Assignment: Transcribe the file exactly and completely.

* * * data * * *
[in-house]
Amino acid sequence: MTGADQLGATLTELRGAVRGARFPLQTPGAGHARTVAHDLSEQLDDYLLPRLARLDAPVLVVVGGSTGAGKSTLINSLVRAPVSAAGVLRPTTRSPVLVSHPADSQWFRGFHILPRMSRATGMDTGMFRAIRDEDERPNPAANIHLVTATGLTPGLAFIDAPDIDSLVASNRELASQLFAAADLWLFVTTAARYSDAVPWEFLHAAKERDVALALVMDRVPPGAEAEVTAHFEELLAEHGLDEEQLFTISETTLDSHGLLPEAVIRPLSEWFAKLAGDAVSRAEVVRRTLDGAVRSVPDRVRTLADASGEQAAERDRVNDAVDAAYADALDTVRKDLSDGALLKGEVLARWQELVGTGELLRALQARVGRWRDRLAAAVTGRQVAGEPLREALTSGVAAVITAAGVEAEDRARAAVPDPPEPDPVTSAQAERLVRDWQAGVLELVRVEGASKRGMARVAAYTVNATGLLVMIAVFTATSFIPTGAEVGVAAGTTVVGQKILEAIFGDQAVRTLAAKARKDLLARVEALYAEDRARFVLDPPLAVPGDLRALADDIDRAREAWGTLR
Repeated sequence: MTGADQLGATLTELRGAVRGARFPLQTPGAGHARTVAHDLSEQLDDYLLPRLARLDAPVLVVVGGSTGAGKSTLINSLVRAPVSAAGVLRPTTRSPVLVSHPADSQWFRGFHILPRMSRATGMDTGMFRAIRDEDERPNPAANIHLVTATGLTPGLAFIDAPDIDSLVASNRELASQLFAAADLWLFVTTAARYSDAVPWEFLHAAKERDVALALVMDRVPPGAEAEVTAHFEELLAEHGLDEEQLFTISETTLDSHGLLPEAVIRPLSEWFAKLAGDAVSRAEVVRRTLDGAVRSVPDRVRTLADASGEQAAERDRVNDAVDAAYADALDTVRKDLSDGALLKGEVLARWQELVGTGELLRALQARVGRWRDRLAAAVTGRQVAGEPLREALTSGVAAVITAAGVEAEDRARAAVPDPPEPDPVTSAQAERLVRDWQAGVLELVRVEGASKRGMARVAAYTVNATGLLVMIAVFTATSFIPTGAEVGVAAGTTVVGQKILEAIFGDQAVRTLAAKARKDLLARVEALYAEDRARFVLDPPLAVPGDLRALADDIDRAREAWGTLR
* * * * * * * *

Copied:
[in-house]
Amino acid sequence: MTGADQLGATLTELRGAVRGARFPLQTPGAGHARTVAHDLSEQLDDYLLPRLARLDAPVLVVVGGSTGAGKSTLINSLVRAPVSAAGVLRPTTRSPVLVSHPADSQWFRGFHILPRMSRATGMDTGMFRAIRDEDERPNPAANIHLVTATGLTPGLAFIDAPDIDSLVASNRELASQLFAAADLWLFVTTAARYSDAVPWEFLHAAKERDVALALVMDRVPPGAEAEVTAHFEELLAEHGLDEEQLFTISETTLDSHGLLPEAVIRPLSEWFAKLAGDAVSRAEVVRRTLDGAVRSVPDRVRTLADASGEQAAERDRVNDAVDAAYADALDTVRKDLSDGALLKGEVLARWQELVGTGELLRALQARVGRWRDRLAAAVTGRQVAGEPLREALTSGVAAVITAAGVEAEDRARAAVPDPPEPDPVTSAQAERLVRDWQAGVLELVRVEGASKRGMARVAAYTVNATGLLVMIAVFTATSFIPTGAEVGVAAGTTVVGQKILEAIFGDQAVRTLAAKARKDLLARVEALYAEDRARFVLDPPLAVPGDLRALADDIDRAREAWGTLR
Repeated sequence: MTGADQLGATLTELRGAVRGARFPLQTPGAGHARTVAHDLSEQLDDYLLPRLARLDAPVLVVVGGSTGAGKSTLINSLVRAPVSAAGVLRPTTRSPVLVSHPADSQWFRGFHILPRMSRATGMDTGMFRAIRDEDERPNPAANIHLVTATGLTPGLAFIDAPDIDSLVASNRELASQLFAAADLWLFVTTAARYSDAVPWEFLHAAKERDVALALVMDRVPPGAEAEVTAHFEELLAEHGLDEEQLFTISETTLDSHGLLPEAVIRPLSEWFAKLAGDAVSRAEVVRRTLDGAVRSVPDRVRTLADASGEQAAERDRVNDAVDAAYADALDTVRKDLSDGALLKGEVLARWQELVGTGELLRALQARVGRWRDRLAAAVTGRQVAGEPLREALTSGVAAVITAAGVEAEDRARAAVPDPPEPDPVTSAQAERLVRDWQAGVLELVRVEGASKRGMARVAAYTVNATGLLVMIAVFTATSFIPTGAEVGVAAGTTVVGQKILEAIFGDQAVRTLAAKARKDLLARVEALYAEDRARFVLDPPLAVPGDLRALADDIDRAREAWGTLR